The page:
and find the middle value. In cases like this where there are two middle numbers (37 and 51), find the mean of these two numbers.

(37+51)/2 = 88/2 = 44

### Example Question #81 : Statistics

Find the median in this set of numbers

2, 100, 52, 97, 1, 7, 22

**Possible Answers:**

52

22

7

97

1

**Correct answer:**

22

in order to find the median, arrange the numbers in ascending order, and find the number in the middle of the list

### Example Question #82 : Statistics

Find the median from the given set of numbers

1, 4, 8, 17, 8, 8, 15, 21, 32, 17

**Possible Answers:**

15

11.5

7

8

4

**Correct answer:**

11.5

In order to find the median, arrange the numbers from smallest to biggest and find the number in the middle of the set.

In this case, both the 8 and 15 are in the middle of the set; so take the average of those 2 numbers (add both and divide by 2)

### Example Question #83 : Statistics

The number *n * is to be added to the list {3, 4, 5, 6, 10, 12}. If *n * is an integer, which of the following could be the median of the new list of seven numbers?

I) 5

II) 5.5

III) 6

**Possible Answers:**

I and III only

I and II only

I only

I, II, and III

II and III only

**Correct answer:**

I and III only

Before *n * is added to the list, the median is 5.5 (the average of 5 and 6). When n is added to the list, the number of elements becomes odd, so the median will be a value directly from the list, not the average of two values. All of the values in the old list are integers and *n* is an integer, so the new median must be an integer; therefore, 5.5 cannot be the median of the new list.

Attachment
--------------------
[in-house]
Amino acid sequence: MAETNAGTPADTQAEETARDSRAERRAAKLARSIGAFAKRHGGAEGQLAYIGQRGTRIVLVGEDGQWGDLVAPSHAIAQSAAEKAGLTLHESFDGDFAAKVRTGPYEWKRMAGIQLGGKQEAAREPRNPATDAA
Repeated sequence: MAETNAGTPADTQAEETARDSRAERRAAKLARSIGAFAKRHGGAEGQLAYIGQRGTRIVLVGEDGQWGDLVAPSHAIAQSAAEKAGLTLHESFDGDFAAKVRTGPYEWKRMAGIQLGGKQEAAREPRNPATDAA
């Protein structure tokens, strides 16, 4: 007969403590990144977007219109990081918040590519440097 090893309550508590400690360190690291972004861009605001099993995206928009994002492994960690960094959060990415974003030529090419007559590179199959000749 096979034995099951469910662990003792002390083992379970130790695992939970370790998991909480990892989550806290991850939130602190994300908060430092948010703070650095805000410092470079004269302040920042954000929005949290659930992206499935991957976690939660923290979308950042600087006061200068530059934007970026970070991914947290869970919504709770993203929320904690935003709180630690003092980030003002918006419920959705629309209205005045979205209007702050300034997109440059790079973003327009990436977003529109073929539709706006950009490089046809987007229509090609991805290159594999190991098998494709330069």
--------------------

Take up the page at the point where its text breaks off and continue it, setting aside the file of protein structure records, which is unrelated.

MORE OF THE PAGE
Considering some possible values of *n*, we see that in cases where *n* is less than or equal to 5, the fourth element in the new list would be 5, making the new median 5. In cases where* n* is greater than or equal to 6, the fourth element in the new list would be 6, making the new median 6. The possible values for the median of the new list are therefore 5 and 6, but not 5.5.

### Example Question #84 : Statistics

M is a set consisting of a finite number of consecutive integers. If the average (arithmetic mean) of the numbers in set M is equal to one of the numbers in set M, which of the following must be true?

I. The number of numbers in set M is odd.

II. The average (arithmetic mean) of the numbers in set M equals the median.

III. Set M has a unique mode.

**Possible Answers:**

**Correct answer:**I and II only

Statement I must be true because if M had an *even* number of consecutive integers, then its average (and median) would be the average of two consecutive integers, which is a decimal value rather than an integer, and therefore cannot be in set M, which contains only integers.

To check Statement II, consider some simple possible sets for M such as {0,1,2}. We see that in a set with an odd number of items, like M, the median is always the middle element. We also see that in a set with an odd number of consecutive integers (such as {0,1,2}), the average of the set will always be the exact middle element, too. Therefore, the average and the median must be equal, and Statement II must be true.

Finally, we can find a counterexample to statement III to show that it does not have to be true. If set M is {0,1,2}, we see that there is no unique mode (in fact, the only time set M could have a unique mode is when it only has one element!)